5 Tips For Communicating With Your Graphic Designer

Communication is one of the most important parts of the design process. A good designer will check in with you early and often.

Between all the mockups, feedback, revisions, and testing, we love to hear your opinions and make sure we’re on the same page.

Effective communication takes a design from good to truly great. These five tips will ensure you’re communicating with your designer as effectively as possible.

1. Be Clear About Your Timeline

What are your deadlines and expectations for your project? Be upfront with your designer about these constraints.

Also build in some extra time whenever possible. Because graphic design is a creative process, it can sometimes take some unexpected, but very inspired, turns. Maybe you’ll need some extra back-and-forth with your designer to explain just what you mean by a certain piece of feedback, for example.

Creating a truly dynamic and effective professional design takes skill, time and knowledge. Bringing realistic expectations to the table will keep you from feeling frustrated.

Remember to make sure you’ll be reasonably available during the creation process to provide feedback when your designer needs it. You won’t want to be unplugged on vacation, or swamped with deadlines of your own during the busiest time of year for your business.

2.Have your written content and required images ready to go.

I repeat this adage all the time: content is king.

The best design is built around the content, not the other way around. When your written content and images are perfectly laid out and beautifully presented, you’ll always get better results.

Trying to jam content into an existing website design never works. It’s also a time-consuming process that only delays your project.

3. Spend plenty of time on your designer’s brief questionnaire or other onboarding documents.

Most designers will have some kind of initial questionnaire for you to fill out, and too many clients rush through this step of the process.

This is your chance to give plenty of context and really express your vision and what you most want to achieve. When you’ve set aside time to work on your answers, the smallest, and often most important, details will come to you.

Will this design need to go on your company’s website, but also a billboard? Can you name your competitors, so we can avoid using the same branding colors? How did you arrive at your company’s name? This can be good to know when creating a logo. Are there any deal-breakers or things you don’t want? Be sure to let your designer know about those, too. And so on.

Being decisive and clear at this stage of the process saves you time and money while demonstrating that you respect your designer’s craft.

4. Provide visual examples of designs you love most.

The best (and most fun!) method of showing your designer what you love is by creating a Pinterest board. It’s the easiest way to take ideas you can’t quite describe in words and make them crystal-clear to your designer.

For instance, “royal blue” or “periwinkle” can actually mean slightly different things depending on who you ask. Or maybe you think that when a design “pops” it means bright colors, while it means bigger and bolder fonts to someone else. See where the confusion can creep in?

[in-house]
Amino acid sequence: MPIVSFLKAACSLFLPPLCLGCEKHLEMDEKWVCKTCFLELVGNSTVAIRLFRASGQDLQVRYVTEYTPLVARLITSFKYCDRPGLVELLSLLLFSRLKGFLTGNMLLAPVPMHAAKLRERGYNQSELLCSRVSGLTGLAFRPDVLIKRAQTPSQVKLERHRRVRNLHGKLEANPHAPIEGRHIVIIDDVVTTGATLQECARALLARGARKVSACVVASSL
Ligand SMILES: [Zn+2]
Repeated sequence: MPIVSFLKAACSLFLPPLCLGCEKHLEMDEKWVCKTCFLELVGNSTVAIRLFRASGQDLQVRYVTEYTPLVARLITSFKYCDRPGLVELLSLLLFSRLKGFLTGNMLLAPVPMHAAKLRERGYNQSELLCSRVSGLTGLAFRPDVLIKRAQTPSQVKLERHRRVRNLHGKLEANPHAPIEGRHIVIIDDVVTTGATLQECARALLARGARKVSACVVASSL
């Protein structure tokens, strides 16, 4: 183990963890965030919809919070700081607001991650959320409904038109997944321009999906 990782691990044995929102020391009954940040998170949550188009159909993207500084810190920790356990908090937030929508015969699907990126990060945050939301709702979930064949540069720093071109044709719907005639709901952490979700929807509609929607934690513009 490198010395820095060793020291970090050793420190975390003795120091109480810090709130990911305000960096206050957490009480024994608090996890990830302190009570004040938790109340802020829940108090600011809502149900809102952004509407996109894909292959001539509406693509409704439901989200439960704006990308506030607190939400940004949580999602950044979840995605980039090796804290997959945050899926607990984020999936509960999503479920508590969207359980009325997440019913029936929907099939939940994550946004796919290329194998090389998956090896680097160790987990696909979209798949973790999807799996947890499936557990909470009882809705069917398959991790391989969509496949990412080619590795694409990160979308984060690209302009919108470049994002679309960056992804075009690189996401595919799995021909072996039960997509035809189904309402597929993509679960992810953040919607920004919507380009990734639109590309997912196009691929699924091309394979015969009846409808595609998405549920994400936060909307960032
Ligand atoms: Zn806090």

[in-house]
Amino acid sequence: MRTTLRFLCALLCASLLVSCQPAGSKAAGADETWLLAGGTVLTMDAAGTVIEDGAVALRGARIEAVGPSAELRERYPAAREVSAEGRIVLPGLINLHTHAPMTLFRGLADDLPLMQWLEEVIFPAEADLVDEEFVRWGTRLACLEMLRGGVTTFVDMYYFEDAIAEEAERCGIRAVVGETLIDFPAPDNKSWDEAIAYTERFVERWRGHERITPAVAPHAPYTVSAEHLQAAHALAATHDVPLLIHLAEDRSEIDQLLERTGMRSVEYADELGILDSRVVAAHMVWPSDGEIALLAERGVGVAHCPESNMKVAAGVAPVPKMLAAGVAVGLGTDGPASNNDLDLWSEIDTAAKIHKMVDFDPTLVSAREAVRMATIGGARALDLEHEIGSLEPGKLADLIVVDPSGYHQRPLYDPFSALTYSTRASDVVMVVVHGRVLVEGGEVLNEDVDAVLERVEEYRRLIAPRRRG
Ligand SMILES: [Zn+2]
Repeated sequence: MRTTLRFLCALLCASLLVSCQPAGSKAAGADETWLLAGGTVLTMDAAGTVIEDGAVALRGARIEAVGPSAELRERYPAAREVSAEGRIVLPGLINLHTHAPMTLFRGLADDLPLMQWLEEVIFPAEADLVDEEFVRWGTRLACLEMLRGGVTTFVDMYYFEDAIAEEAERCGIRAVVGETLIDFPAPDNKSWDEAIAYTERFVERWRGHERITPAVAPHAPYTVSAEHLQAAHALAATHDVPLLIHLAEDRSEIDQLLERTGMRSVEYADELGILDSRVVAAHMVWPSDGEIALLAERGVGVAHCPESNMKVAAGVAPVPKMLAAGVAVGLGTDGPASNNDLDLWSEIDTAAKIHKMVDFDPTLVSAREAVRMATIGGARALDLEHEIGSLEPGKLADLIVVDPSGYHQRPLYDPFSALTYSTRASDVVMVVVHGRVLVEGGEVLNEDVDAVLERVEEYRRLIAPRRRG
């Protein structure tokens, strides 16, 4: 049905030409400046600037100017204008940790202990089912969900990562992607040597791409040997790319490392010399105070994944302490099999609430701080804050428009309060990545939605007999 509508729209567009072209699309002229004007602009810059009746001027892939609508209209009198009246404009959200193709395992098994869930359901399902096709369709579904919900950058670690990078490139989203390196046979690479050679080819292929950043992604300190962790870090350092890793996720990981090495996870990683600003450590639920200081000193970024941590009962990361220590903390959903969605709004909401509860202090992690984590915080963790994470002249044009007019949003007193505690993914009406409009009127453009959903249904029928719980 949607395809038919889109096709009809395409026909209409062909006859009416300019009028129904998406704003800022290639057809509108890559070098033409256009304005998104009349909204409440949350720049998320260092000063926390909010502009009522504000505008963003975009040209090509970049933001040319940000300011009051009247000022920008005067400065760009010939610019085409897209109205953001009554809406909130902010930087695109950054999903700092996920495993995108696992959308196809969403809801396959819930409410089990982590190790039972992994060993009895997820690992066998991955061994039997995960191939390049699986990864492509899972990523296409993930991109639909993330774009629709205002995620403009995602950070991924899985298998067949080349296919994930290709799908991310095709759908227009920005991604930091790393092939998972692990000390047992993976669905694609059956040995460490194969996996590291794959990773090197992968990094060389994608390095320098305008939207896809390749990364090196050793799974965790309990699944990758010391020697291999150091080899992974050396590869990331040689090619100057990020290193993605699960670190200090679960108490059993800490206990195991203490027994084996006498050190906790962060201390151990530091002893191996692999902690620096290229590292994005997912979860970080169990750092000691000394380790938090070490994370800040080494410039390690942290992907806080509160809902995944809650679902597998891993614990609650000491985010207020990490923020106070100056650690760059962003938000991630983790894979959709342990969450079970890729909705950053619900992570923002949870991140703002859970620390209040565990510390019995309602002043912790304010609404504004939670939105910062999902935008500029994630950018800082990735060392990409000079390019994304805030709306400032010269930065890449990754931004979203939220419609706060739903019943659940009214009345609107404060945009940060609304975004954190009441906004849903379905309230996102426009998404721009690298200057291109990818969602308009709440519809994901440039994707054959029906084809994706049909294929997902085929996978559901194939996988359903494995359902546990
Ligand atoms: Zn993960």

When it’s right there on your Pinterest board, your designer will have no doubt about your design preferences. Some items you might pin include examples of typography, colors, and logo designs you love. Just as useful can be brand concepts that resonate with you – especially those from outside your industry. Anything that catches your eye can be helpful.

When you’re finished, simply share your board with your designer.

5. When it’s time for feedback, be clear and constructive.

It’s easy to be vague when giving feedback because it often means describing how you feel about a design – and feelings are hard to put into words. It’s often helpful to review your design, take a break, then come back and share feedback. Take your time putting your feedback into concrete terms that are clear and specific.

One method of communicating feedback is to describe what problem you’re experiencing as you consume the design, and let you designer supply the solution. For example, instead of saying, “Please make the font bigger,” you might say, “I had trouble finding the call-to-action button.” Your designer might then decide to slightly alter the color palette so the call-to-action buttons stands out, rather than increase the font size.

You’ll also need to be specific, like you were in your initial questionnaire. It’s tempting to say, “Can you give this logo more of a ‘wow’ factor?” But it’s much more helpful to say something like, “Since our audience is so young, I think they’d like brighter colors than what you have here.”

The feedback stage is also a great time to ask questions. Are you wondering why your website is laid out with a menu along the side of the page, rather than across the top like you’re used to seeing in your industry? Just ask!

Finally, resist the urge to skip over the positive feedback. What do you like? What are you impressed with? What did your designer do well? Don’t forget to mention those, too.

Ready to put these communication tips into action as we collaborate on your next project? Let’s set up a time to chat.